Your browser (Internet Explorer 7 or lower) is out of date. It has known security flaws and may not display all features of this and other websites. Learn how to update your browser.

Angela Myles Beeching | Beyond Talent Consulting
The Professional Musician's Roadmap
Sign up for MONDAY BYTES Weekly career inspiration direct to your inbox.
Beyond Talent:
Creating a Successful Career in Music
  • MONDAY BYTES BLOG: weekly career inspiration direct to your inbox.

    Sign up here

  • CHECK OUT MY BOOK, Beyond Talent.

    Read here

Five Productivity Hacks

MONDAY BYTES — September 26, 2016

This is a follow up to last week’s procrastination episode on my email debacle. This week is all about antidotes to Avoidance and Procrastination (A&P).

Though I don’t have a magic pill to offer you instant productivity, here’s perhaps the next best thing: 5 productivity hacks to get you unstuck and moving ahead on track.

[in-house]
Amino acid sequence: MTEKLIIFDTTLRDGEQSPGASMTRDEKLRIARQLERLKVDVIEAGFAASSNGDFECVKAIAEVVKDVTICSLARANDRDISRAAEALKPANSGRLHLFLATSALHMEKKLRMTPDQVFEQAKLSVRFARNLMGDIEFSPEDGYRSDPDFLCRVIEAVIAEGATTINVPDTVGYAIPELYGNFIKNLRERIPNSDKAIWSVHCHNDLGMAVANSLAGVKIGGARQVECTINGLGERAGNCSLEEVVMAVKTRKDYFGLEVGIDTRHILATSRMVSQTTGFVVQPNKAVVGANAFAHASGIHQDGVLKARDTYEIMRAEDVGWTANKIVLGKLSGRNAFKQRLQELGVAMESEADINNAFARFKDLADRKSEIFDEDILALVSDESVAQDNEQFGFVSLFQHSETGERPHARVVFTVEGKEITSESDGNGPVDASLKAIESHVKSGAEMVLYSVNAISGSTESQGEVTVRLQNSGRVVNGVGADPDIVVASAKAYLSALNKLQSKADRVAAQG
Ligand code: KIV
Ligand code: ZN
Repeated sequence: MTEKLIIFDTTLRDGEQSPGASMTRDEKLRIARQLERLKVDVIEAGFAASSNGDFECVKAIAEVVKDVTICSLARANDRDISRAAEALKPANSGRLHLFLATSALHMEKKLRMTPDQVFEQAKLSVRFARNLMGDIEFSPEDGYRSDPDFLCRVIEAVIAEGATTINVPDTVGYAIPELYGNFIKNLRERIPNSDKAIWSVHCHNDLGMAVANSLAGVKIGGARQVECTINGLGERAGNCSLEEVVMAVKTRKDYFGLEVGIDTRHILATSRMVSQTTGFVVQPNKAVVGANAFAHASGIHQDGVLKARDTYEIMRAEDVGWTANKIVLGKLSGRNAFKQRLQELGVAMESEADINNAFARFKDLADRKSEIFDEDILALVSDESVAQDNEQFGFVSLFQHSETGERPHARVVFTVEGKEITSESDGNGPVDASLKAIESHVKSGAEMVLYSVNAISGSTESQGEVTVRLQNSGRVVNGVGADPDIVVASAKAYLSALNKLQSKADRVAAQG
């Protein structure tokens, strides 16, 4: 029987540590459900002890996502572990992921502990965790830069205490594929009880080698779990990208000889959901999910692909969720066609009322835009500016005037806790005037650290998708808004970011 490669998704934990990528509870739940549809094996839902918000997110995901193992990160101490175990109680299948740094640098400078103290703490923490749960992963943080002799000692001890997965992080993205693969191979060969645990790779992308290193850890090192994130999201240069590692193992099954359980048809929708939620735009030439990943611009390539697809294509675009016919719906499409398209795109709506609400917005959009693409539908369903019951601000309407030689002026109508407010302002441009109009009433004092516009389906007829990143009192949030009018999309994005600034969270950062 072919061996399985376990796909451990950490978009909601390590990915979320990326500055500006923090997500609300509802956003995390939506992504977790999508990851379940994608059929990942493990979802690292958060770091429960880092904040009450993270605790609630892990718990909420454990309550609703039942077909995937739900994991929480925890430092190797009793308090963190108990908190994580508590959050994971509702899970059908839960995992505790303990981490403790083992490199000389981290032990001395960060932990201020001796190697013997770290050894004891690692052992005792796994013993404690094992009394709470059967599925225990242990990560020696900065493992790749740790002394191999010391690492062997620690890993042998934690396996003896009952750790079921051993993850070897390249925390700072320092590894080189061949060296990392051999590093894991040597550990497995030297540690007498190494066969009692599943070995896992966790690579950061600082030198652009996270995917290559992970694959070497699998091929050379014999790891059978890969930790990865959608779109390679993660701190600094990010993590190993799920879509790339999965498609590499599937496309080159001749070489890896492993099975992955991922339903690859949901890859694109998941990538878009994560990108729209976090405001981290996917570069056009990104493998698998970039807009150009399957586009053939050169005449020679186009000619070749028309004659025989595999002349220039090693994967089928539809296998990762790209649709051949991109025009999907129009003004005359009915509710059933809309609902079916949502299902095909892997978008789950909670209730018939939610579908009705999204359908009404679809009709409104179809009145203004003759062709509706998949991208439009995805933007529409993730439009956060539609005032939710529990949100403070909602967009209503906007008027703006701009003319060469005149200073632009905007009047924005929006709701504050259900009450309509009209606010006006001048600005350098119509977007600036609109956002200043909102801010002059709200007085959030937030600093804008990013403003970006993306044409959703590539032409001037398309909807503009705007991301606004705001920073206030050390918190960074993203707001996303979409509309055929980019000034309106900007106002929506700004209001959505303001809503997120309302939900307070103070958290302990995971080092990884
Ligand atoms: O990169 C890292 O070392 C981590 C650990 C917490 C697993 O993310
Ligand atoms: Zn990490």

We’ve all avoided or procrastinated doing the “right” thing at some point. And it happens in all areas of our lives—from our artistic work, to handling the “business side” of our careers, to taking care of our health, personal finances, and relationships.

There’s always a chain of “legitimate” excuses preventing us from doing the work. And these keep us prisoners, victims of our own behavior.

Our Resistance is a clever enemy: we’re all very good at talking ourselves out of doing the work needed to make change.

So here are my favorite productivity hacks plus some bonus resources.

Try them on — and I’d love to hear what else has worked for you!

1. Identify your top priority project. Think what you’ve been avoiding and are most nervous about. The thing we delay doing is the project that challenges us the most—and that offers the most growth potential.

Once you know what is truly important, break it down into the next needed and manageable step. Don’t go for perfect; just get it going. It’s one day at a time. Go for the small wins.

“Do one thing every day that scares you.” — Eleanor Roosevelt